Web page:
Diane Horton | 8 comments Kit wrote: "The term Locus of Control - LOC – was propounded 60 years ago by Julian Rotter, and does not refer to Bipolar or even Mental Illness per se, but seeks to determine one’s approach to life for want ..."
Okay, this is completely unrelated...however I can't seem to muster the brain power to get to you on twitter, I am reading your book again, and you just kill me. My favorite part, I laugh so hard I cry, is the part where your Dad comes out of the house all pissed off and kicks the bucket of soapy water...OMG it doesn't matter how many times I read it. It's so refreshing to read about our illness with some levity. As distressing as life shattering it can be at times, it's wonderful to be able to laugh at the absurdity of our thoughts and behaviors when in the grip of a manic or hypomanic episode. I just recently accepted the fact that I truly am psychotic at times, when after being "on top of the world" and better faster, and much more brilliant than anyone who ever lived, become paranoid that I am being persecuted in whatever way suits me at the time...I just wanted to say how much I enjoy your book. Makes me realize how this illness has affected my life and how absolutely stupid I have been, and I guess will again. Thanks. Diane

message 6: by Kit (new)

Kit Johnson (kit_johnson) | 17 comments Mod
Awww Diane ! I am so glad the book has touched you and that memory of my Dad still makes me laugh too. There were other moments too. You're right it is an absurd condition and that's why laughing at it and ourselves is, in many ways, perfect therapy. The feelings you describe are very much like mine. Youre young and I'm old so relax you'll survive and learn how to handle it. Your ability to laugh at it is key. Never lose that!

Hope to see you on Twitter - that's where there's much more humour !

Take care and catch up soon

Kit xx

message 7: by Diane (new)

Diane Horton | 8 comments Hey you, I'm not that young....48 be exact....and looking back....WOW, the effect this freakish "illness" has had on my life, is beyond mind boggling!!! Besides actively through ignorance trying to take my life, I've had a lifetime from the age of 12 with reckless behavior, be it with drugs, I'd take anything and everything to numb 2 suicide attempts. I've only just realized how manic episodes has effected me, read something( maybe yours) stating you know your bi polar if: (perhaps a misquote) you belive your God....having just come off a manic episode, it left me rolling on the floor, as I had just proffesed the fact that I was the alpha and the Omega.....I know, I know.... The begining & the ending....but at the time I thought I meant all knowing, Godlike. That is until I read your blog regarding how ridiculous the saying it was.....but yeah I can't tell you enough how that one page( mind you many pages left me in stitches) but something about that scenario just hit home with me, seeing myself doing the same thing......well not exactly, but you the jist of it. The glue was pretty damned funny too, but can't say I relate as I'm trying to learn twitter better.....haven't used it much, but working on it.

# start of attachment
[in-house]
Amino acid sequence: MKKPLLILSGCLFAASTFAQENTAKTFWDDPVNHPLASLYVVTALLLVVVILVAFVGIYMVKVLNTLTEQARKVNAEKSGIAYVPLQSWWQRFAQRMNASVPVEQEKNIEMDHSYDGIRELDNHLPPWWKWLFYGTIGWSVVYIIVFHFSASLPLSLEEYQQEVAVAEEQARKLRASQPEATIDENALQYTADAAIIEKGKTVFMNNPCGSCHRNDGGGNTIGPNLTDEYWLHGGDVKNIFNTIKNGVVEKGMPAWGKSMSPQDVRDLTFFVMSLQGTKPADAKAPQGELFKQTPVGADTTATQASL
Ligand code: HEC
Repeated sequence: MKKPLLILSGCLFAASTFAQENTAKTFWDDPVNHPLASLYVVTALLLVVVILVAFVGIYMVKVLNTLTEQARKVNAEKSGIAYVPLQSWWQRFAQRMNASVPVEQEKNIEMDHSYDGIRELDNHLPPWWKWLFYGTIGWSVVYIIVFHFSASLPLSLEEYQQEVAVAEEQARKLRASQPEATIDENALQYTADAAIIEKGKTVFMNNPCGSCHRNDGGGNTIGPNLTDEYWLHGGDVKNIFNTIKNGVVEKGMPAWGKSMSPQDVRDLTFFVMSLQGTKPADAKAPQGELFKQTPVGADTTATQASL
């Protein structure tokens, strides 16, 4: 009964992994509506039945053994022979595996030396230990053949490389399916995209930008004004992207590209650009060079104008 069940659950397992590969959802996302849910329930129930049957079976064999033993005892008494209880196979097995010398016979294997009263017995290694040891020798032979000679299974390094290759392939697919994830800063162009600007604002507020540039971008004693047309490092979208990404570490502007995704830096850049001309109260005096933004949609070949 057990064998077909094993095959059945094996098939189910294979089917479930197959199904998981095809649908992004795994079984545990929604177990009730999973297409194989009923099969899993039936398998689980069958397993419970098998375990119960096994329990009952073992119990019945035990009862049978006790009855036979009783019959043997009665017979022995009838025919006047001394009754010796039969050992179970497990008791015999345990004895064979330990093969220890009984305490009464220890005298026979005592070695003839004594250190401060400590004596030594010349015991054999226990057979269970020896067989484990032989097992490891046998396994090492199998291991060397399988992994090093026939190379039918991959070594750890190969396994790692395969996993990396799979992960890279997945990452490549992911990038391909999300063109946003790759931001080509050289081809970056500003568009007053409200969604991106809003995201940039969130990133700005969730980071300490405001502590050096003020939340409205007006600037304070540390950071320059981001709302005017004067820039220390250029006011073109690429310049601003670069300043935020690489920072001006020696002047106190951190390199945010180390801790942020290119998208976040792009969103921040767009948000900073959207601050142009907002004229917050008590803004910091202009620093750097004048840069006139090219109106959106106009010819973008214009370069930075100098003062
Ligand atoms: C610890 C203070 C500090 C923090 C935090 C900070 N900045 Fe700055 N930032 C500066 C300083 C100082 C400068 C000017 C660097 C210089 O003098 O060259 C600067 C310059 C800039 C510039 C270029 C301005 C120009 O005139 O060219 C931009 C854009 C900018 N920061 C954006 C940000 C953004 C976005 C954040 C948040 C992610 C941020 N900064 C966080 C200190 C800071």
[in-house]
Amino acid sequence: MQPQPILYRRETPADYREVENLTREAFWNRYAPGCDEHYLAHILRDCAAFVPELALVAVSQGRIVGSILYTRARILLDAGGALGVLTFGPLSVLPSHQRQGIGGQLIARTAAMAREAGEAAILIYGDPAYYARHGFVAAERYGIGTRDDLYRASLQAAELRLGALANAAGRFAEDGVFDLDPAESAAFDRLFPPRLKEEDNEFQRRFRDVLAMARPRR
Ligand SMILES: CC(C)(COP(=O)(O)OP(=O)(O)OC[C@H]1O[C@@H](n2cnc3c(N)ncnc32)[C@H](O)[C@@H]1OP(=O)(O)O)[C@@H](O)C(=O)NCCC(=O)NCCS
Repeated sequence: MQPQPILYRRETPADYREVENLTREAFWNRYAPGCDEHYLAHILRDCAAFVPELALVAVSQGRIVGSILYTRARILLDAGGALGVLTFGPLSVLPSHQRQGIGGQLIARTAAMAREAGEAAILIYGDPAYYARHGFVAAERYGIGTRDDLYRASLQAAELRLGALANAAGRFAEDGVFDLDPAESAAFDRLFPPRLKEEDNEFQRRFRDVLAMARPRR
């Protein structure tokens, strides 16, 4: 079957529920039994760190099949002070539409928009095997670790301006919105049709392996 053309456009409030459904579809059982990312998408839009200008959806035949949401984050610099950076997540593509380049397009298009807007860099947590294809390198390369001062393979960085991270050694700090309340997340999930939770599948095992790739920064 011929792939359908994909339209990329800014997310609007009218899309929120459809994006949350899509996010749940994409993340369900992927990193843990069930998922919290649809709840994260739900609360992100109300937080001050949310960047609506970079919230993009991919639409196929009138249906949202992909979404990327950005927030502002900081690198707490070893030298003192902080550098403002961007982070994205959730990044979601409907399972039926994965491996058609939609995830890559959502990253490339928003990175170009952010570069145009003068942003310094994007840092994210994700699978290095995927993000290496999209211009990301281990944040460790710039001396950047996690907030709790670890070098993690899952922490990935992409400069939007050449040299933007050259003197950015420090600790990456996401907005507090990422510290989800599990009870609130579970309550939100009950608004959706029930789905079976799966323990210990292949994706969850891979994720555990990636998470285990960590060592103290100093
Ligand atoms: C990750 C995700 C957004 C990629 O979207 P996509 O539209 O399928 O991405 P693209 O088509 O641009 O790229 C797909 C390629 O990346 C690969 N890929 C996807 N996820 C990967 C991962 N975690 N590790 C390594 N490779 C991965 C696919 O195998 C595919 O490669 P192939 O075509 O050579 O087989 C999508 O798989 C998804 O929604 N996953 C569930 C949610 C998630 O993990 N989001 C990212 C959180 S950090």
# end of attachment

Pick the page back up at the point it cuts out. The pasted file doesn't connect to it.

Thanks, & take care of you!

message 8: by Diane (new)

Diane Horton | 8 comments Diane wrote: "Hey you, I'm not that young....48 be exact....and looking back....WOW, the effect this freakish "illness" has had on my life, is beyond mind boggling!!! Besides actively through ignorance trying to..."

Diane wrote: "Kit wrote: "The term Locus of Control - LOC – was propounded 60 years ago by Julian Rotter, and does not refer to Bipolar or even Mental Illness per se, but seeks to determine one’s approach to li..."

message 9: by Diane (new)

Diane Horton | 8 comments Okay, now I'll stop yapping on off topic. I definitely agree that our actions and intentions definitely, without question affect ones outlook on life and therefore determines ones life and joy in it. I also agree laughter is a wonderful healing source regardless of circumstance. No matter what one is going through, some quite horrific, being able to laugh be it at ones behavior or something completely unrelated, can irrefutably be a helpful and healing thing. Hence the saying "laughter is the best medicine". Great insight Kit, and I for one have benefited by your unrelenting refusal to allow bi polar to get you down....or perhaps keep you down, when you began to realize "oh heck, can't change it or beat it....might as well make the best of it. Thanks, Kit!!
Sincerely, Diane :)

message 10: by Kit (new)

Kit Johnson (kit_johnson) | 17 comments Mod
Hi Diane
Well hey are you looking great for 48!! I'm glad you found my blogs helpful. I strive hard to make a serious point but always underpin with some humour. Its a gloomy subject and there are plenty of gloomy types and gloomy books. Finding absurdity in amongst the agony is key. Thanks as always for your support.
You take care too Kit x